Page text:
Color and Beyond – is pink REALLY invisible?
Pink is a color accustomed to disparagement – it’s the Goldilocks of colors, standing alone (notwithstanding its illegitimate sibling, purple) in the face of less than constructive critique – too feminine, too childlike…too adolescent….the stereotypes go on. Poor pink!
To add insult to injury, pink has been rendered invisible as color in the visible spectrum of light, per an opening line in a completely unrelated article of a much more titillating nature – The research team in the department of physics at UC Santa Barbara happened upon 11 new colors created as a by product of of an experiment that aimed a pair of lasers; one high and one low-frequency at a slab of semiconductor material referred to as “a gallium arsenide nanostructure”.
Don’t leave! You are still at the right blog – this is 11 never before seen colors!
To a color fanatic, this makes the annual Pantone releases comparable to a movie on demand in contrast! I have been reading everything I can find, short of purchasing the abstract which I am smart enough to know that I will be unable to comprehend…but I am dying to see these new shades!
Ok, Back to Pink, as a figment of our collective impression:
Even in defense of pink, it’s status as a by product of white light devoid of green, cannot be refuted. Click here and See for yourself:
This is the part that can be confusing – yes, pink stands guilty as charged of being a figment of the brains perception. As Minute Physics states – a” combination of neural trickery—our brains strip green out of the spectrum to fill in for pink” – or red and blue at opposite ends of the rainbow, filling the brain’s gap in perceptual logic as pink – Aren’t red and blue supposed to make purple? Is everything we learned in grade school wrong – not merely selective historical rhetoric, like Columbus discovering America?
But no one taught blackbody color temperature in elementary school.
I see pink…so wouldn’t that fuchsia be at the meeting of the minds if you rolled our sun’s color spectrum blackbody temperature into a tube? Not really – because not every tool is a hammer……The blackbody spectrum is not a cylinder.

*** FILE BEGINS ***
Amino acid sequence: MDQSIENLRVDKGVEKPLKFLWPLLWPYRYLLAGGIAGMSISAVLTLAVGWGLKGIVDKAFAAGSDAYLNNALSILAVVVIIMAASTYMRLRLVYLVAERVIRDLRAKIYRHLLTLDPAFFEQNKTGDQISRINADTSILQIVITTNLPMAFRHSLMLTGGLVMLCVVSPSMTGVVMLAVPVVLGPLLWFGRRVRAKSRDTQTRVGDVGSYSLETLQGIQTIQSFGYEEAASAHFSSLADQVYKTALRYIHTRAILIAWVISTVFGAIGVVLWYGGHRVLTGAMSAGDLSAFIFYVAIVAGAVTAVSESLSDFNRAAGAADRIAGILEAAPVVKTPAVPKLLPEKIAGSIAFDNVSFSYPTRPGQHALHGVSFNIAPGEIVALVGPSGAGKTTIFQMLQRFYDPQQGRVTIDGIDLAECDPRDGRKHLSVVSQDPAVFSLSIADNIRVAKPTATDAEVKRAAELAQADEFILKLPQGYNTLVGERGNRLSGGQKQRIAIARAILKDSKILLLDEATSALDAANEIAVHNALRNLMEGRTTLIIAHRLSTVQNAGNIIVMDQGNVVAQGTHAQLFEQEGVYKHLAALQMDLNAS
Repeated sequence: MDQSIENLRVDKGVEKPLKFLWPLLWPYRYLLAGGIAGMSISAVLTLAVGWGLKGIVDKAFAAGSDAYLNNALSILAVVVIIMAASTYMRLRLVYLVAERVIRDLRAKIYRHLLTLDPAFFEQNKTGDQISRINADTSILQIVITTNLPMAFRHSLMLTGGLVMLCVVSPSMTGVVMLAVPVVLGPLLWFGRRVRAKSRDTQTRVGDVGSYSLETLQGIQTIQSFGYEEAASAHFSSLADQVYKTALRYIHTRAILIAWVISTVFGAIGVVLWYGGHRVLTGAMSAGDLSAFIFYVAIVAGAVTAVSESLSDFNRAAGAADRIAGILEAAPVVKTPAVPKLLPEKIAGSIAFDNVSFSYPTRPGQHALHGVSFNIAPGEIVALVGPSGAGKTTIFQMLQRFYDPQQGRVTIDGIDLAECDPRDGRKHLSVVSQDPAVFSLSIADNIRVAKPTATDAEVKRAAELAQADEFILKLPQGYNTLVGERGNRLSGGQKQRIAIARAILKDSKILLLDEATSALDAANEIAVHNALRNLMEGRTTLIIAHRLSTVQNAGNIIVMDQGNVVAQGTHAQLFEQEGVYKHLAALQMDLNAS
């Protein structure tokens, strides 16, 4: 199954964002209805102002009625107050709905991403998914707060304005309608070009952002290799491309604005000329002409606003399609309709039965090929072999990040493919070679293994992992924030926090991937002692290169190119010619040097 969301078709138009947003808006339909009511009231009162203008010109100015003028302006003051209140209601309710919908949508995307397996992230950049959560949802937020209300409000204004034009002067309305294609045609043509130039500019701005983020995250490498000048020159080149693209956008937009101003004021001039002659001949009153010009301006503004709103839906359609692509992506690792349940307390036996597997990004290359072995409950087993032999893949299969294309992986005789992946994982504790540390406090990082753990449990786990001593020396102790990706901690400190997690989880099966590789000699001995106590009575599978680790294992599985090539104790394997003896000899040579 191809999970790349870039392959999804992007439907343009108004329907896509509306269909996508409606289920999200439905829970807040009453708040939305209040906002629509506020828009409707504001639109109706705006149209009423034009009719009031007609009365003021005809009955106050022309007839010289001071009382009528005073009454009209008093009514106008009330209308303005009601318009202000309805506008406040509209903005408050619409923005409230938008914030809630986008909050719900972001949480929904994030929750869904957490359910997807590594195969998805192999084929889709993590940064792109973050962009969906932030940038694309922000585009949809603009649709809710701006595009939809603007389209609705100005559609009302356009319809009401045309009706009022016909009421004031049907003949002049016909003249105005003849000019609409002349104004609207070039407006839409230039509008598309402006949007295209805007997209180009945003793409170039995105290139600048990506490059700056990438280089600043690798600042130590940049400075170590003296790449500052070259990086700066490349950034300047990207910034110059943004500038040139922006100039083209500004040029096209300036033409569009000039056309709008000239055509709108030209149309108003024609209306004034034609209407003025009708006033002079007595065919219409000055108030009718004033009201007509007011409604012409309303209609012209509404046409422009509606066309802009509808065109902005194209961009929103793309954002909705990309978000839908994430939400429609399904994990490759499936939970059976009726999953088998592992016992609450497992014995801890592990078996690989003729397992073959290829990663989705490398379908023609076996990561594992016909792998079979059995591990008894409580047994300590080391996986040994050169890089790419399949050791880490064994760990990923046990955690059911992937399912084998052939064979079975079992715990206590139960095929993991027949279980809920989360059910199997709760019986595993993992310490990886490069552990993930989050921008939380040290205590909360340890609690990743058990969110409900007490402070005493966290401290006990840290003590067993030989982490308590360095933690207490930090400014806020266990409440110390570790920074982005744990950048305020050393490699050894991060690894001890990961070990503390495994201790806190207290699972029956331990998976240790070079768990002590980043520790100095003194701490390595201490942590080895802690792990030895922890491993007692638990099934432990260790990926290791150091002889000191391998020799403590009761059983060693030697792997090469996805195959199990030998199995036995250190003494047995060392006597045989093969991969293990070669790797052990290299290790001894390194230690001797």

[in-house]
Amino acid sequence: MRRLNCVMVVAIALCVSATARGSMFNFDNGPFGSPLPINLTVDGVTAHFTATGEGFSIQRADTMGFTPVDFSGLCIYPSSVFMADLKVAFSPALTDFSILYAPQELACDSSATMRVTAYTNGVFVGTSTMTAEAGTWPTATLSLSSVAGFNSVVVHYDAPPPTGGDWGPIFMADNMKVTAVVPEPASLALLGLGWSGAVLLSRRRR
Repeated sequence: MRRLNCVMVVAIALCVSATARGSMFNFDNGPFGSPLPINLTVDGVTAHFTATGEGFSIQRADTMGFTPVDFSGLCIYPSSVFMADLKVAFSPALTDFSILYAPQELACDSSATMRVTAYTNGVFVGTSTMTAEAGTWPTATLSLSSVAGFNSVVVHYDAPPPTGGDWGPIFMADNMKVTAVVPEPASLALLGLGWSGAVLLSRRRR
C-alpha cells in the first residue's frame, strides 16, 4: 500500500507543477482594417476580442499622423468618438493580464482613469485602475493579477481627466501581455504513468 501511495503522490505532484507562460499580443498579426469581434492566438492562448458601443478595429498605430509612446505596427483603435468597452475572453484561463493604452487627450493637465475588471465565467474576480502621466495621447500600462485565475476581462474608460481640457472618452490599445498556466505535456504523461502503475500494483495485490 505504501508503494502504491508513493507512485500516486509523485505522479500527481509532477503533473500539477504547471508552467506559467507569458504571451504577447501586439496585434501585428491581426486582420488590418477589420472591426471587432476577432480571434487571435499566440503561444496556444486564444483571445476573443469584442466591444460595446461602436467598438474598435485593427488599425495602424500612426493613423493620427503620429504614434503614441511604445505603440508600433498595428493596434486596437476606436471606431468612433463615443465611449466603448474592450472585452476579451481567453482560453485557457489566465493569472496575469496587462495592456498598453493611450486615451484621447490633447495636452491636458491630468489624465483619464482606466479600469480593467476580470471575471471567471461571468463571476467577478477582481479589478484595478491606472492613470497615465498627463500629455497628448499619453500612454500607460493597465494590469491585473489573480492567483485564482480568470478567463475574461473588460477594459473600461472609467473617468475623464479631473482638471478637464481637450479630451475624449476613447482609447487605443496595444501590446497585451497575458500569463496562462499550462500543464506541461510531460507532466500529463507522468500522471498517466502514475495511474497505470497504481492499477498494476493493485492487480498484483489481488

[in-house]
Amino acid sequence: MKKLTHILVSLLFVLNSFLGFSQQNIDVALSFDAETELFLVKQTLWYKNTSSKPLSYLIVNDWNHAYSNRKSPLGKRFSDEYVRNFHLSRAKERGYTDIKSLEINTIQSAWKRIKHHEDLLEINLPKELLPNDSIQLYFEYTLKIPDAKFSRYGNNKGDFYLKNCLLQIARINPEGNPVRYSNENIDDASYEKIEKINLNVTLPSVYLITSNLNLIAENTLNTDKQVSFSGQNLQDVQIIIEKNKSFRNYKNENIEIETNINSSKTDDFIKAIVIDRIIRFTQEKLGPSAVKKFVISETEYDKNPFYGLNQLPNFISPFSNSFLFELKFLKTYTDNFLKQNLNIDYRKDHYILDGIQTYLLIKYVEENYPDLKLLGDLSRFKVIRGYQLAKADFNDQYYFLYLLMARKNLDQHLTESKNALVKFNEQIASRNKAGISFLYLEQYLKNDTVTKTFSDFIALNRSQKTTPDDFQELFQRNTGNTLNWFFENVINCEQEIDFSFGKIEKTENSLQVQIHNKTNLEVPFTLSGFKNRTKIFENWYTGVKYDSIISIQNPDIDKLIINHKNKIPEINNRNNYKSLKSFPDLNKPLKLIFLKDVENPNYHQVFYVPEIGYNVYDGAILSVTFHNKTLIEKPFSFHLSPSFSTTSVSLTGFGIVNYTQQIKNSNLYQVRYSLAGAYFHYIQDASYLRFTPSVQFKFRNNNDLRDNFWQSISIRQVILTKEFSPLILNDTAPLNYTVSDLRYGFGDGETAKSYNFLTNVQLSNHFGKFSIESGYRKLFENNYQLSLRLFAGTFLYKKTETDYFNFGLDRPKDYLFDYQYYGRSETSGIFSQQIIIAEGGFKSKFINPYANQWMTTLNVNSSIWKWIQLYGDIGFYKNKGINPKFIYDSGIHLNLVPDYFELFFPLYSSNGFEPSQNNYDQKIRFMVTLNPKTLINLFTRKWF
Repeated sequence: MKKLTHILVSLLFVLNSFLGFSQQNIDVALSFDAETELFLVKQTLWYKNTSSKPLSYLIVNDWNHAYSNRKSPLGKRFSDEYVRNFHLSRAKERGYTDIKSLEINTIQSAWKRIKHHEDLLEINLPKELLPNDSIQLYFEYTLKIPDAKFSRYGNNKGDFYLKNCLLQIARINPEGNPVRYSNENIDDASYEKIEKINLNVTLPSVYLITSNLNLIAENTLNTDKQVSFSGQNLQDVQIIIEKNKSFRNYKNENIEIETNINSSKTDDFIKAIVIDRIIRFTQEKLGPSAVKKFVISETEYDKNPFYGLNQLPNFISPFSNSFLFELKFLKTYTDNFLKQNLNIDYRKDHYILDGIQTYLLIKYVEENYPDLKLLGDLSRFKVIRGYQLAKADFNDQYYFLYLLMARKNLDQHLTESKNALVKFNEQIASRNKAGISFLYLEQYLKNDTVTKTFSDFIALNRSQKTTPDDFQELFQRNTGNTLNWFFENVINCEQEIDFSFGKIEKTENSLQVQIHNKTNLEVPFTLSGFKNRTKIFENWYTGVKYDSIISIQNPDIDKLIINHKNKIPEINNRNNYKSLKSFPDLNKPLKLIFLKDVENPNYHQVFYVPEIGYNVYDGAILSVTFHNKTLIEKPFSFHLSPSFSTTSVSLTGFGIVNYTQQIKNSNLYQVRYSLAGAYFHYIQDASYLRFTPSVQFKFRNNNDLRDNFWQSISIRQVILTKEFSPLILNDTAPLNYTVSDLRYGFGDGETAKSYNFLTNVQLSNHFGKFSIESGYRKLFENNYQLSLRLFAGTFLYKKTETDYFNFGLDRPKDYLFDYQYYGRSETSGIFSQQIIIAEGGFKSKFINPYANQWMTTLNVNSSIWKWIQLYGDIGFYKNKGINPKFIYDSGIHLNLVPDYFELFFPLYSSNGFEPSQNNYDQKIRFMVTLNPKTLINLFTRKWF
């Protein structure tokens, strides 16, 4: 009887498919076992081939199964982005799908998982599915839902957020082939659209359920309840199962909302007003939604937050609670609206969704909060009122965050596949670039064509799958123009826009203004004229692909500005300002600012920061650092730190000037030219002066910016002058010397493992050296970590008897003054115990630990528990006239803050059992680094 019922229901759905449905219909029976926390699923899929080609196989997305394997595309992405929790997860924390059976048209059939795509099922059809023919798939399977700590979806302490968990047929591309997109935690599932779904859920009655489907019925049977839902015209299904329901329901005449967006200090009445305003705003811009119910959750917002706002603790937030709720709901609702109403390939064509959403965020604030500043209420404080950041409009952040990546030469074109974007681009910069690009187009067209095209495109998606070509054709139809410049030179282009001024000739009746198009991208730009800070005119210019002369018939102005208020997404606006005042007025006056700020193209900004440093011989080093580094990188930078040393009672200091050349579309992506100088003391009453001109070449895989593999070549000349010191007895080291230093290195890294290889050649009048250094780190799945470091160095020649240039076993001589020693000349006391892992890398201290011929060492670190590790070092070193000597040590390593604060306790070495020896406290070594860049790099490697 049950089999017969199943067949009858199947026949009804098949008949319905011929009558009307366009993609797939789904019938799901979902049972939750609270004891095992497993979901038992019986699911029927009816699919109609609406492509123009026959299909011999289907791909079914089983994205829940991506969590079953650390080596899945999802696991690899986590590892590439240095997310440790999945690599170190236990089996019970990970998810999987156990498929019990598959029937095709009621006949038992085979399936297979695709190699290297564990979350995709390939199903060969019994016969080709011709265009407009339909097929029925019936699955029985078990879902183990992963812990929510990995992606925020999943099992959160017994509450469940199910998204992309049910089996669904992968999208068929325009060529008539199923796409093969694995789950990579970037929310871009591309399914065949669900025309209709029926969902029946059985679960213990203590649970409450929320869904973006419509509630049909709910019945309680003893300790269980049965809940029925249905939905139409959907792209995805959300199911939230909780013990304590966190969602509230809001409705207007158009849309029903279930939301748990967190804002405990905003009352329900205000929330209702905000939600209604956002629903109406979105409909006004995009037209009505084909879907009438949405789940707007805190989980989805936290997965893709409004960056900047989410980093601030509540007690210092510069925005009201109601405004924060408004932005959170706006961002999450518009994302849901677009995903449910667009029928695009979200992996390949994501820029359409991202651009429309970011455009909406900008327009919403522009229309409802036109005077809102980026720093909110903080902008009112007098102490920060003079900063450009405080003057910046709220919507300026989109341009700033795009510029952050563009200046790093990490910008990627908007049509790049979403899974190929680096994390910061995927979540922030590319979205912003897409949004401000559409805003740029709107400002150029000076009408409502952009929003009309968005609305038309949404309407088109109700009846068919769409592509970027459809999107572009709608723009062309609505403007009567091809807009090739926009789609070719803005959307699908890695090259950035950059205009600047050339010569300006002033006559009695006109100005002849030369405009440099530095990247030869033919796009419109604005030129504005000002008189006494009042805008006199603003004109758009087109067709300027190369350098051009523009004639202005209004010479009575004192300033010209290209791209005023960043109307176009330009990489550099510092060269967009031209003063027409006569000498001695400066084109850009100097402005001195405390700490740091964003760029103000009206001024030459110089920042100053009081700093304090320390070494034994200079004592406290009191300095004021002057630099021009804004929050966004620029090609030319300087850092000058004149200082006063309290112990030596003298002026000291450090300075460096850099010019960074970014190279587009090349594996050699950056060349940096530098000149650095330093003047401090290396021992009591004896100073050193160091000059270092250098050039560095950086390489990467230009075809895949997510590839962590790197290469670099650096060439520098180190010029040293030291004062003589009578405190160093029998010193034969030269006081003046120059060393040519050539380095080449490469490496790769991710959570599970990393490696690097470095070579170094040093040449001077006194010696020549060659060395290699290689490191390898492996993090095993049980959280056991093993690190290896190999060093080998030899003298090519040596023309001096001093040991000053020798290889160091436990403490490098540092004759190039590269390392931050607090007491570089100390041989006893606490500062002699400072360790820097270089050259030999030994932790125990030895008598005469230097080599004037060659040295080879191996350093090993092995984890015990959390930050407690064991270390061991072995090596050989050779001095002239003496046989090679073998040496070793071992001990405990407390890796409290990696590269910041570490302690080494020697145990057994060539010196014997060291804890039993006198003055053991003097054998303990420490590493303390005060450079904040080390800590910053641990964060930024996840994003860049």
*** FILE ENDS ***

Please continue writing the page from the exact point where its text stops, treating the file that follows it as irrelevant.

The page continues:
Taken from The University at Colorado State, the image below is supposed to show, as accurately as possible on a computer screen, how the color of a radiating blackbody varies with its temperature.
But what pink is he talking about? Could this terrible accusation be true? Pink princesses everywhere are hallucinating?
Color is expressed in Kelvin temperature. The two vertical bars of color at each end of the color chart are the colors at zero and infinite temperature. The image above is an example described in the article body as “pink light represented on a curve”. The study’s author confessed to be a little disappointed at the high temperature readings. ” I was hoping that the color there would be more violet” poor purple – still illegitimate – and pink is still invisible, at least on my screen…
Has this discovery turned millions of little girl’s and teen rooms on their ear?
Maybe….but pink is a figment of the imagination that a great many designers have lovingly embraced.
…and it did have its moment in the sunn in 2011, when Pantone crowned honeysuckle color of the year…
Princesses and teens unite under that stunning invisible pink banner in pride – and enjoy all those hallucinatory sunsets for many years to come!
Find loads of highly visible pink at MyHomeFaceLift.com!
and those of you who express princess love with your hands, might love Amy Butler’s guide to sewing brightly colored poofs of pink purple and beyond…
Never be afraid to love any and all colors that express your individual style!
- Color Talk (cindybarganier.wordpress.com)
- Pantone 2013 Home + Interiors Color Trends – Fantasies & Realities – All 9 Palettes! (redoitdesign.wordpress.com)
- Physicists Add 11 Colours To The Rainbow By Tearing Apart Atoms (gizmodo.com.au)
- Pantone Color Trends 2013 ala Easter Cupcakes (redoitdesign.wordpress.com)
- Pantone 2013 Fantasies & Realities Palettes – Sneak Peak! (redoitdesign.wordpress.com)